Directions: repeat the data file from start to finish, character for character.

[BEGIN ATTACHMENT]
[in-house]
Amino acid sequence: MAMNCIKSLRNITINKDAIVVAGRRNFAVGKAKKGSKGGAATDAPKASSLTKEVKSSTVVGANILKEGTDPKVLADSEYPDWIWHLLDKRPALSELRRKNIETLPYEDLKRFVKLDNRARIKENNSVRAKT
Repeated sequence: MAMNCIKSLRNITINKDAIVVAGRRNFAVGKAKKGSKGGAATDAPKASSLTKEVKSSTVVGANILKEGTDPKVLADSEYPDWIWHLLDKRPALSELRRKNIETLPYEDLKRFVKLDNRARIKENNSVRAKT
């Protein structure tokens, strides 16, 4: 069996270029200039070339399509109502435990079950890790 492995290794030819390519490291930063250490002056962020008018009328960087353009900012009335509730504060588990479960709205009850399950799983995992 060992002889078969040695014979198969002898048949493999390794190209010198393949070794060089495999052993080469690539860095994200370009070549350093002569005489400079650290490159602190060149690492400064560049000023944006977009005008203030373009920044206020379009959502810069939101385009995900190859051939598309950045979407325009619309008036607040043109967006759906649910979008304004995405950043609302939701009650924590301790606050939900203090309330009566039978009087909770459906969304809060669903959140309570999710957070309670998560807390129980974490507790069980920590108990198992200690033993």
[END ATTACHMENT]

[in-house]
Amino acid sequence: MAMNCIKSLRNITINKDAIVVAGRRNFAVGKAKKGSKGGAATDAPKASSLTKEVKSSTVVGANILKEGTDPKVLADSEYPDWIWHLLDKRPALSELRRKNIETLPYEDLKRFVKLDNRARIKENNSVRAKT
Repeated sequence: MAMNCIKSLRNITINKDAIVVAGRRNFAVGKAKKGSKGGAATDAPKASSLTKEVKSSTVVGANILKEGTDPKVLADSEYPDWIWHLLDKRPALSELRRKNIETLPYEDLKRFVKLDNRARIKENNSVRAKT
């Protein structure tokens, strides 16, 4: 069996270029200039070339399509109502435990079950890790 492995290794030819390519490291930063250490002056962020008018009328960087353009900012009335509730504060588990479960709205009850399950799983995992 060992002889078969040695014979198969002898048949493999390794190209010198393949070794060089495999052993080469690539860095994200370009070549350093002569005489400079650290490159602190060149690492400064560049000023944006977009005008203030373009920044206020379009959502810069939101385009995900190859051939598309950045979407325009619309008036607040043109967006759906649910979008304004995405950043609302939701009650924590301790606050939900203090309330009566039978009087909770459906969304809060669903959140309570999710957070309670998560807390129980974490507790069980920590108990198992200690033993």